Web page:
Comey Feels “Mildly Nauseous” About Possibly Affecting the Presidential Election

But the FBI director says he would make the same decision again.

Tom Williams/CQ Roll Call/Newscom via ZUMA

Fight disinformation: Sign up for the free Mother Jones Daily newsletter and follow the news that matters.


FBI Director James Comey said Wednesday that he had no good options when it came to deciding whether to notify Congress 11 days before the presidential election that the bureau was reopening its investigation into Hillary Clinton’s email practices.

Comey famously chose to send a letter to lawmakers on October 28, 2016, disclosing the new investigation. That letter was promptly made public by Republicans and, according to experts, it likely had a significant effect on the outcome of the race—despite the fact that the renewed probe turned up nothing incriminating. In his testimony Wednesday, Comey said that even though he felt sick at the thought that his actions might have affected the election, he would make the same choice again.

“This was terrible,” he told Sen. Dianne Feinstein (D-Calif.). “It makes me mildly nauseous to think that we might have had some impact on the election. But honestly, it wouldn’t change the decision.”

Comey said he had to make a choice between speaking or concealing the fact that he was reopening the investigation. “Even in hindsight—and this has been one of the world’s most painful experiences—I would make the same decision,” he said. “I would not conceal that.”

Comey also emphasized that he “didn’t make a public announcement” about the renewed investigation but rather sent a “private letter” to the leaders of the congressional oversight committees. That statement drew laughter from Feinstein.

“On the letter, it was just a matter of minutes before the world knew about it,” Feinstein said.

FOLLOW THE MONEY

Corporations and billionaires don’t fund journalism like ours that exists to shake things up. Instead, support from readers allows Mother Jones to call it like it is without fear, favor, or false equivalence.

And right now, a longtime friend of Mother Jones has pledged an incredibly generous gift to inspire—and double—giving from online readers. That's huge! Because you can see that our fall fundraising drive is well behind the $325,000 we need to raise. So if you agree that in-depth, fiercely independent journalism matters right now, please support our work and help us raise the money it takes to keep Mother Jones charging hard. Your gift, and all online donations up to $94,000 total, will be matched and go twice as far—but only until the November 9 deadline.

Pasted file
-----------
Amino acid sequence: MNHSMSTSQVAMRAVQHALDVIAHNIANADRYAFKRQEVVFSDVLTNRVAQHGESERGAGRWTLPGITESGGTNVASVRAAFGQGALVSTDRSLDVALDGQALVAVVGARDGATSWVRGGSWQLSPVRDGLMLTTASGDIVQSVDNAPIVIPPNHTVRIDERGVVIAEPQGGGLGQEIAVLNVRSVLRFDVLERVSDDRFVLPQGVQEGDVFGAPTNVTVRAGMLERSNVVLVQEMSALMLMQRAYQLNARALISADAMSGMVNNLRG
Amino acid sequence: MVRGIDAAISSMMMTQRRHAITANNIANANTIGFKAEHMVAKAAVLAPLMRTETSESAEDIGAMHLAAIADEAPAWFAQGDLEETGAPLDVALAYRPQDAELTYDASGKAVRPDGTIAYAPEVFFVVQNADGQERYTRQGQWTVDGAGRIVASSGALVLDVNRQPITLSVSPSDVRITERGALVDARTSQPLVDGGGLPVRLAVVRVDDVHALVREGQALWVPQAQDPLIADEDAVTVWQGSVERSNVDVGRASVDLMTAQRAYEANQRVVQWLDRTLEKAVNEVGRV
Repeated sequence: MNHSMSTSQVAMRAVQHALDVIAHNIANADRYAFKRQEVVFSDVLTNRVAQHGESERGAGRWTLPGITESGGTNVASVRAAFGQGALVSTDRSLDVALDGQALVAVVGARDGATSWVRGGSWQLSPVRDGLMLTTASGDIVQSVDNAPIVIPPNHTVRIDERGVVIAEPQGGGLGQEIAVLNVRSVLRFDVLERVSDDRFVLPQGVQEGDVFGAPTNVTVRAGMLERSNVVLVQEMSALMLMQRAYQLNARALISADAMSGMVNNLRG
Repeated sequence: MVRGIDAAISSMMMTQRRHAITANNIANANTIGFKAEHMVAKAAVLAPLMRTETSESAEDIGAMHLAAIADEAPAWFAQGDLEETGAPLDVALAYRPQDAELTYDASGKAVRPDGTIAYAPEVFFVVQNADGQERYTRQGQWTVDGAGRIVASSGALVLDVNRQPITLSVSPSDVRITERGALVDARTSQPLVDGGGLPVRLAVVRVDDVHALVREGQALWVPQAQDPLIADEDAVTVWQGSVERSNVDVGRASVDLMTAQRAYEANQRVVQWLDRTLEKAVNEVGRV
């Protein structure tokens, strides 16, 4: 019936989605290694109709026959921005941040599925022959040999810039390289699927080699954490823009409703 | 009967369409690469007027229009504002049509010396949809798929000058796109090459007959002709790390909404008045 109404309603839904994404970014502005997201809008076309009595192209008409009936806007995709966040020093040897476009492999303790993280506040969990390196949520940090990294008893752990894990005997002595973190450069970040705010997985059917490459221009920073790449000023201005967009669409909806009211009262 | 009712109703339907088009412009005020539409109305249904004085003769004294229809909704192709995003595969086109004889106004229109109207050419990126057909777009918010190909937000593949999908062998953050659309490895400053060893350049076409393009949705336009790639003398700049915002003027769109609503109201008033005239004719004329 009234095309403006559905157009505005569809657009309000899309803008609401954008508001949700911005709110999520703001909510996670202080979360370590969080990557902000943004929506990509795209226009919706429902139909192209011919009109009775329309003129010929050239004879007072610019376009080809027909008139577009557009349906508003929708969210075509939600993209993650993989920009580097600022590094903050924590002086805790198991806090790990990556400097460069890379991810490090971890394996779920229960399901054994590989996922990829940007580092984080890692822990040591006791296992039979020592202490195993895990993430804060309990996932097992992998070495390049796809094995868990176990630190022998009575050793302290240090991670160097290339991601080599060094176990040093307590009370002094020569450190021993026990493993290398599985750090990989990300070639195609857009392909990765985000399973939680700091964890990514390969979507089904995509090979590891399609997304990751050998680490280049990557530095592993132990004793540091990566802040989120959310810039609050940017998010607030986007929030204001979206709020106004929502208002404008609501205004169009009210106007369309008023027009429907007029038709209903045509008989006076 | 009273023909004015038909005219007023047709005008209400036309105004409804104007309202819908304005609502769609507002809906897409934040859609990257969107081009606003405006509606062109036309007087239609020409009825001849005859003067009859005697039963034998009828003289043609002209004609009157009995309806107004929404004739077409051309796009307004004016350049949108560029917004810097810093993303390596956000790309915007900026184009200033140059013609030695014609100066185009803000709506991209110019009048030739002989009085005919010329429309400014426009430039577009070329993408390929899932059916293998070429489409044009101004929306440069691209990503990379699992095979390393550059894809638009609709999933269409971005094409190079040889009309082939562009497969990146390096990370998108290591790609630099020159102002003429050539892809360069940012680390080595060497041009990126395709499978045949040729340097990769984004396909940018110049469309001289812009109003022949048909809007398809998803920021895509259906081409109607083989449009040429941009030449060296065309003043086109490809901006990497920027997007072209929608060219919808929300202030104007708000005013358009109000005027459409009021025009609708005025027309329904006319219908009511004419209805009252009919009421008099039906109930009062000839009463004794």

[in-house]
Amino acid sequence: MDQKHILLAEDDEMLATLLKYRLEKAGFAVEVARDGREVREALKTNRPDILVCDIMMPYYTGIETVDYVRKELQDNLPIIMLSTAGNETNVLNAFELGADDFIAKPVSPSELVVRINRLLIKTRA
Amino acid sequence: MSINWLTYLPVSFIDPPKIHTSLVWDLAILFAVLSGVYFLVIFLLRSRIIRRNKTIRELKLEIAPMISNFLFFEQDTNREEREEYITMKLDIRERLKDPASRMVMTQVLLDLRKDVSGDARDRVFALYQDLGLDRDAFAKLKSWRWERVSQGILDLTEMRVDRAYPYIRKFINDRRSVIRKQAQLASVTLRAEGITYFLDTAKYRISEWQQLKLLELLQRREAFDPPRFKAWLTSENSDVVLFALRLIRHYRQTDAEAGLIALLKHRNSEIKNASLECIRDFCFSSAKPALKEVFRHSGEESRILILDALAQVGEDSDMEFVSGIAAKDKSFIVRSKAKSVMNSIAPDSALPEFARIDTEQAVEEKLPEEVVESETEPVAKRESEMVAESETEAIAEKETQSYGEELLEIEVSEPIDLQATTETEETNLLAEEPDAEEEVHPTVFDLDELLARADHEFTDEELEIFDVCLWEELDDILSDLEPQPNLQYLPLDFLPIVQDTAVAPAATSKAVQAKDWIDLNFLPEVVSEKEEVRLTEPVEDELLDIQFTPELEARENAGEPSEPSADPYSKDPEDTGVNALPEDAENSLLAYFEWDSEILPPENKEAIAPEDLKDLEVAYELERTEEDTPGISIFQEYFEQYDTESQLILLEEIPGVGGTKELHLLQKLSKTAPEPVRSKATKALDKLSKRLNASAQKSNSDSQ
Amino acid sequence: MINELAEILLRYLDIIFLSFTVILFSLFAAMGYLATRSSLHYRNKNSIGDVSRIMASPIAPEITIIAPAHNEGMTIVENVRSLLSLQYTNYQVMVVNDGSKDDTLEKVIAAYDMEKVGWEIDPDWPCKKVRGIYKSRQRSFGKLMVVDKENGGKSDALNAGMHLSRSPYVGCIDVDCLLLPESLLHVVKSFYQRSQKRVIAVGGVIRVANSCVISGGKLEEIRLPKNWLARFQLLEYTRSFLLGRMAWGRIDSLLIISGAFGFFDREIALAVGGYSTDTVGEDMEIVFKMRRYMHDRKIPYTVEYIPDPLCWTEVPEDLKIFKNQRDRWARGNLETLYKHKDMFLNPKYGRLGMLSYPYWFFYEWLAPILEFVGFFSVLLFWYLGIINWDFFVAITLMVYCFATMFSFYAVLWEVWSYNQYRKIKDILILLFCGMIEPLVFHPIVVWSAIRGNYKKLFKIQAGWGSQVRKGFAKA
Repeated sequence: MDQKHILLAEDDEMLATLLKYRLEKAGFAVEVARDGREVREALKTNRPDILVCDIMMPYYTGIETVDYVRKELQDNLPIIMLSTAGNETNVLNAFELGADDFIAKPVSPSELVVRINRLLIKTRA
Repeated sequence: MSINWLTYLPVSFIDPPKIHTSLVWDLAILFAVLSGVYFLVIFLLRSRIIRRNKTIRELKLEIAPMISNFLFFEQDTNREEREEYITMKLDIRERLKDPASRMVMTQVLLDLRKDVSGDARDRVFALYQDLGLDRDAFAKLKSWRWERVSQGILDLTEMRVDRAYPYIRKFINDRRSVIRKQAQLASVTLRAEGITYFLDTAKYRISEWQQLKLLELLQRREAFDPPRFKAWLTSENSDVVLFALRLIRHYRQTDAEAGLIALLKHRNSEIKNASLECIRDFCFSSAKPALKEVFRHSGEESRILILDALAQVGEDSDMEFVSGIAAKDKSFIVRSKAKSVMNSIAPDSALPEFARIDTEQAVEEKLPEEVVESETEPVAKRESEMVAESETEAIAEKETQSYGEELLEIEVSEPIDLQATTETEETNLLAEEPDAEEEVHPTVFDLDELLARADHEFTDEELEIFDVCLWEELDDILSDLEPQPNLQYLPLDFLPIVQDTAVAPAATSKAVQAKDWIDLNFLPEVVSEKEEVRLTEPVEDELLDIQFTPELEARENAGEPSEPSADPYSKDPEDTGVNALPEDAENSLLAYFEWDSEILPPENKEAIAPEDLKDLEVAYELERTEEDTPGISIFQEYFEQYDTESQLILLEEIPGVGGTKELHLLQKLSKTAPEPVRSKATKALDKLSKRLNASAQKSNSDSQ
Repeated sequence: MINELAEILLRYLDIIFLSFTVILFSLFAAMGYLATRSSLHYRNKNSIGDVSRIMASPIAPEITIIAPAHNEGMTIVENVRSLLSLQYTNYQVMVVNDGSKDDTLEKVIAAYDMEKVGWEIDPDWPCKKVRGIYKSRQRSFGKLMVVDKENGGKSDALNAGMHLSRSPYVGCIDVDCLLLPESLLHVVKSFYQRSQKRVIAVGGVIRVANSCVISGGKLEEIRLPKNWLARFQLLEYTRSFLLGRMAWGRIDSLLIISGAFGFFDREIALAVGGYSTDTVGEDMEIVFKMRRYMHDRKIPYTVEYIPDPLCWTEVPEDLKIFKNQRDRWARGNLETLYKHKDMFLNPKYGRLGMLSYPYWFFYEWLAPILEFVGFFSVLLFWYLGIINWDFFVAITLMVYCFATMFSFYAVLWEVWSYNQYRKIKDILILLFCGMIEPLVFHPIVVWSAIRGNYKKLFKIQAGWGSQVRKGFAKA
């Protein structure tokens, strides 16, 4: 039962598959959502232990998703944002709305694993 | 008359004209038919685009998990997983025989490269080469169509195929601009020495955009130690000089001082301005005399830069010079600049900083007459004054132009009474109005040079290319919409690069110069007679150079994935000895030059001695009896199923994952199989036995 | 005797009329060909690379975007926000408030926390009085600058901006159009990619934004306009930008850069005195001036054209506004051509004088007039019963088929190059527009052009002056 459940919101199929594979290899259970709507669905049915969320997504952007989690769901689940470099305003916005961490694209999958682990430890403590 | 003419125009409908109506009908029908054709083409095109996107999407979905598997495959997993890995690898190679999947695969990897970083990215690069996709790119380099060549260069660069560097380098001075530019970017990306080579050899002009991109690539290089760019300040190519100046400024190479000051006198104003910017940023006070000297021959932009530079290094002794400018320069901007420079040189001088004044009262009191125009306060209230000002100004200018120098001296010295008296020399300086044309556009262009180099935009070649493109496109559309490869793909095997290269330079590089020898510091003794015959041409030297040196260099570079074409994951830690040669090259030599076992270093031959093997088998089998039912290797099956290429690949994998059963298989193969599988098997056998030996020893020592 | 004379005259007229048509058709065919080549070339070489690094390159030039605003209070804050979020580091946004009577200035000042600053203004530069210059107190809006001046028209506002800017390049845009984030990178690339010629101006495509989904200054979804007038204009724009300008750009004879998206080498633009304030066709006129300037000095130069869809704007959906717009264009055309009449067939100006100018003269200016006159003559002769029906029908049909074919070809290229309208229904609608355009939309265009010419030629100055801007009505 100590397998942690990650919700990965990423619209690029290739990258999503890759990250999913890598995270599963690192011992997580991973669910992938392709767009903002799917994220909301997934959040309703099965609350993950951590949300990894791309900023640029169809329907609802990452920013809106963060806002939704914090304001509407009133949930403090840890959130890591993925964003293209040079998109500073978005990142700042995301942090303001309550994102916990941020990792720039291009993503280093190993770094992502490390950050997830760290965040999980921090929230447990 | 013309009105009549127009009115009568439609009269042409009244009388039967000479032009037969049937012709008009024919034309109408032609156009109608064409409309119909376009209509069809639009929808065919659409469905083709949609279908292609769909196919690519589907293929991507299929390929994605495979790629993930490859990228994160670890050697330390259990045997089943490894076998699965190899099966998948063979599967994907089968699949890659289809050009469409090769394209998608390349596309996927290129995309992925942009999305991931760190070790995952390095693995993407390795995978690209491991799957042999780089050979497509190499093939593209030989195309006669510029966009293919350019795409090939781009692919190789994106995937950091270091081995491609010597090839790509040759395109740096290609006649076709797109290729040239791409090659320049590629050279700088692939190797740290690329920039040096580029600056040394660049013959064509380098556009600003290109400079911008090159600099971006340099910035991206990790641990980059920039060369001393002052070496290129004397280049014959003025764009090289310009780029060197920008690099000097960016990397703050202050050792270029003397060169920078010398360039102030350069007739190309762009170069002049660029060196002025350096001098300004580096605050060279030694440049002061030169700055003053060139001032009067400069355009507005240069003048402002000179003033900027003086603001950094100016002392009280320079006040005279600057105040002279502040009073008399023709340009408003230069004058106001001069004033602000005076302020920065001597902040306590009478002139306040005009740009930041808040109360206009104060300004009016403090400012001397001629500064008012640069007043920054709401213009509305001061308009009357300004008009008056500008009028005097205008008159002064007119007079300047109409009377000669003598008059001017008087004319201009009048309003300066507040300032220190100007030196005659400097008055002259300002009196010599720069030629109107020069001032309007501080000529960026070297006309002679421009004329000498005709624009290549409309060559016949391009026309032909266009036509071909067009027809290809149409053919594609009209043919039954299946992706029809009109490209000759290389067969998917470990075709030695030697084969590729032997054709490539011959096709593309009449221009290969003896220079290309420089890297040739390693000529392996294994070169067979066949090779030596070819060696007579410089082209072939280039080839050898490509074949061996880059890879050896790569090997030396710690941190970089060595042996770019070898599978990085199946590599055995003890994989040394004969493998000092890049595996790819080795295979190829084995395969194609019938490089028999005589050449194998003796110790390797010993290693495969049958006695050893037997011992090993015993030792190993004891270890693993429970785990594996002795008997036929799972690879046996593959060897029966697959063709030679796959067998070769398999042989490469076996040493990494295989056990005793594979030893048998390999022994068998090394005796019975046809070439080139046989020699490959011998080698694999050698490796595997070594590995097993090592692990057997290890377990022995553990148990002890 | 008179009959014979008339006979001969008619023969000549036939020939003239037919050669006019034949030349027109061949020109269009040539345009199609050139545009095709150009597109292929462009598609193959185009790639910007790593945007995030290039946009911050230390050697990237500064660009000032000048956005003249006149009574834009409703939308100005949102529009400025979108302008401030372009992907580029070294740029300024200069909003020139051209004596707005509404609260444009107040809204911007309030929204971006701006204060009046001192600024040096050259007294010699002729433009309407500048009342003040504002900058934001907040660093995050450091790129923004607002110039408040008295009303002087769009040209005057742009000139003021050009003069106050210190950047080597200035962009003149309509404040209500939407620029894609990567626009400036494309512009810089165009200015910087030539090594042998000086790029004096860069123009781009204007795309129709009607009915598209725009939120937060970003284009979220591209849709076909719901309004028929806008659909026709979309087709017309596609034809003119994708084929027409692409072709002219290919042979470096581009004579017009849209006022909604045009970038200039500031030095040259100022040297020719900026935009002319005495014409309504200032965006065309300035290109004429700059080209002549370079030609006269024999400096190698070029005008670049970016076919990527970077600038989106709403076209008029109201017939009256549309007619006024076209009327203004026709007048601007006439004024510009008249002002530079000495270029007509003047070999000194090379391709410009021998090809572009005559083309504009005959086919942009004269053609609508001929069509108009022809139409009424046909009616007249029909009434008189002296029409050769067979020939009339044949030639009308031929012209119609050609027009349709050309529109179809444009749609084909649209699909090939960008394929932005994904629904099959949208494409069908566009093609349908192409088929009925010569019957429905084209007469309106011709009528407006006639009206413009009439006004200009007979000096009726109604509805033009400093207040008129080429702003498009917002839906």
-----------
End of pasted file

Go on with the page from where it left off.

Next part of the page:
$400,000 to go: Please help us pick up the pace!

payment methods

FOLLOW THE MONEY

Corporations and billionaires don’t fund journalism like ours that exists to shake things up. Instead, support from readers allows Mother Jones to call it like it is without fear, favor, or false equivalence.

And right now, a longtime friend of Mother Jones has pledged an incredibly generous gift to inspire—and double—giving from online readers. That's huge! Because you can see that our fall fundraising drive is well behind the $325,000 we need to raise. So if you agree that in-depth, fiercely independent journalism matters right now, please support our work and help us raise the money it takes to keep Mother Jones charging hard. Your gift, and all online donations up $94,000 total, will be matched and go twice as far—but only until the November 9 deadline.

$400,000 to go: Please help us pick up the pace!

payment methods

We Recommend

Latest

Sign up for our free newsletter

Subscribe to the Mother Jones Daily to have our top stories delivered directly to your inbox.

Get our award-winning magazine

Save big on a full year of investigations, ideas, and insights.

Subscribe

Support our journalism

Help Mother Jones' reporters dig deep with a tax-deductible donation.

Donate